Love is all around us – and so Hollywood attempts to shoehorn it into every story going grow. Arguably the most prevalent movie theme going – likely due to its relatability – there have been countless love stories flashed across our screens. Whether it’s rom-com style aspirational love that gives hope to the lonely and warms the hearts of those who have found their soulmates, or whether it’s the portrayal of a disastrous relationship that anyone who’s ever been in a disastrous relationship (i.e. everyone) can relate to.
Sometimes a romance adds to a story, and sometimes it feels like it’s been put there to placate the audience or pad things out – but it is true that no matter the genre, chances are that there’ll be a love interest somewhere along the way.
With that in mind, and with Valentine’s Day in our midst, Screen Rant has hunted down the 14 Weirdest Movie Romances Of All Time.
14. Beauty and The Beast (1991)
The story of Belle and the Beast is a tale as old as time – seriously, it’s based on a book that was published way back in 1740, La Belle et la Bête, by Gabrielle-Suzanne Barbot de Villeneuve – but according to researchers, the story itself originated over 4,000 years ago. Whilst the 1991 Disney adaptation does change a few elements, the basic story is the same. A woman, Belle (Paige O’Hara), falls in love with a spoiled prince who has been turned into a horrific beast by a witch to whom he was cruel, who goes only by “Beast” (Robby Benson).
There are several reasons this story is weird. First of all, the only way to break the curse is for the beast to fall in love before he turns 21. He meets Belle ten years later – meaning he was eleven when the witch cursed him. An eleven-year-old was punished for not letting a strange old woman into his house in the middle of the night. Also, where are the guy’s parents?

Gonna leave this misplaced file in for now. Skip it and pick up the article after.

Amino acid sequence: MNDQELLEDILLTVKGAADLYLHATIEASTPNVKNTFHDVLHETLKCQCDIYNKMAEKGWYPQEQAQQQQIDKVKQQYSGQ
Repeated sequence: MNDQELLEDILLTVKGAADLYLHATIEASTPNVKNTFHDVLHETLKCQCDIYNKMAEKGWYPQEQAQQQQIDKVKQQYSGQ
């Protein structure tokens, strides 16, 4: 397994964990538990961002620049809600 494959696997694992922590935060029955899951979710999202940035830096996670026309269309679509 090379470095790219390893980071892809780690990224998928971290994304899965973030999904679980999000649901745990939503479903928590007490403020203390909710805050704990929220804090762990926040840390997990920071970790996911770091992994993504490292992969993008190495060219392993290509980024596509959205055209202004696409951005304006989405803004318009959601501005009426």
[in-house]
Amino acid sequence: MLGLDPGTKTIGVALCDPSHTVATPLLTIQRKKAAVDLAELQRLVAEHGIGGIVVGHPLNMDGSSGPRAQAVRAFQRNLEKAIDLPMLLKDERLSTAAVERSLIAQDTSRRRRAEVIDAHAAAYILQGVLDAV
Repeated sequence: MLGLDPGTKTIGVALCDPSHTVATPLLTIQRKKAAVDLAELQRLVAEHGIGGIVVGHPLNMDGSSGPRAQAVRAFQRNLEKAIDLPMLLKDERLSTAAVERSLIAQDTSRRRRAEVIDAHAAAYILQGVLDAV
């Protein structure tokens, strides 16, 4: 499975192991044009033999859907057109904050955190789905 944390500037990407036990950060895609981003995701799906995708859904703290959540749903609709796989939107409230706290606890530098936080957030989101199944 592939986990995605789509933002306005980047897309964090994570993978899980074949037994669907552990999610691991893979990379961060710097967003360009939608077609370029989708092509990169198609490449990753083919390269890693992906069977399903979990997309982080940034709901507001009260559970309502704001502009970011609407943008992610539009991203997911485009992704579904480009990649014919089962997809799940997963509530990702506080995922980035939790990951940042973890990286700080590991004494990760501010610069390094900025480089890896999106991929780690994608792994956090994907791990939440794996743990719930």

And then there’s the fact that Belle falls in love with an abusive fur monster that took her father prisoner for no reason, then freed him only so he could imprison her instead, before continuing to scream in her face when she didn’t respond to his advances. The guy clearly has some serious game if he can come back from that.
13. Edward Scissorhands (1990)
Edward Scissorhands is one of the movies from Tim Burton’s golden era – and it was also the film that first paired him with Johnny Depp, sparking a life-long working relationship with the actor. It is the story of a twisted inventor (Vincent Price) who dies before he can finish his greatest creation – while, in real life, Price died before he could finish making the movie. He never got around to giving Edward, his version of Frankenstein’s monster, a set of hands. Of course in the meantime, he needed some placeholder hands – and of course the most logical thing to use was scissors. Not something helpful like gloves, or stick fingers. No. Scissors were clearly the best answer.
When the inventor dies, and Avon saleswoman Peg (Dianne Wiest) discovers Edward living alone in the mansion on the hill, her kindness gets the better of her and she takes him in to her family home – where he falls in love with her daughter, Kim (Winona Ryder). Kim clearly has feelings for Edward, apparently overlooking the fact that he is pieced together from parts of corpses and has scissors for hands. Good for her!
12. King Kong (1933/2005)
Originally released in 1933, and then remade in 2005, King Kong tells the story of an enormous gorilla, to whom our leading lady is “sacrificed” when an ambitious filmmaker travels to the enigmatic Skull Island in order to capture the perfect scene for their film, along with leading lady Ann Darrow (Fay Wray/Naomi Watts).
And there, of course, our titular monster appears, falling in love with Ann and kidnapping her. After the crew rescues the helpless actress, they decide to take Kong back to New York and display him as a “wonder of the world.” Triggered by the flashing bulbs of the cameras, Kong freaks out, and – evidently in an attempt to protect his love – picks up his favorite little blonde human and takes her to the top of the Empire State Building.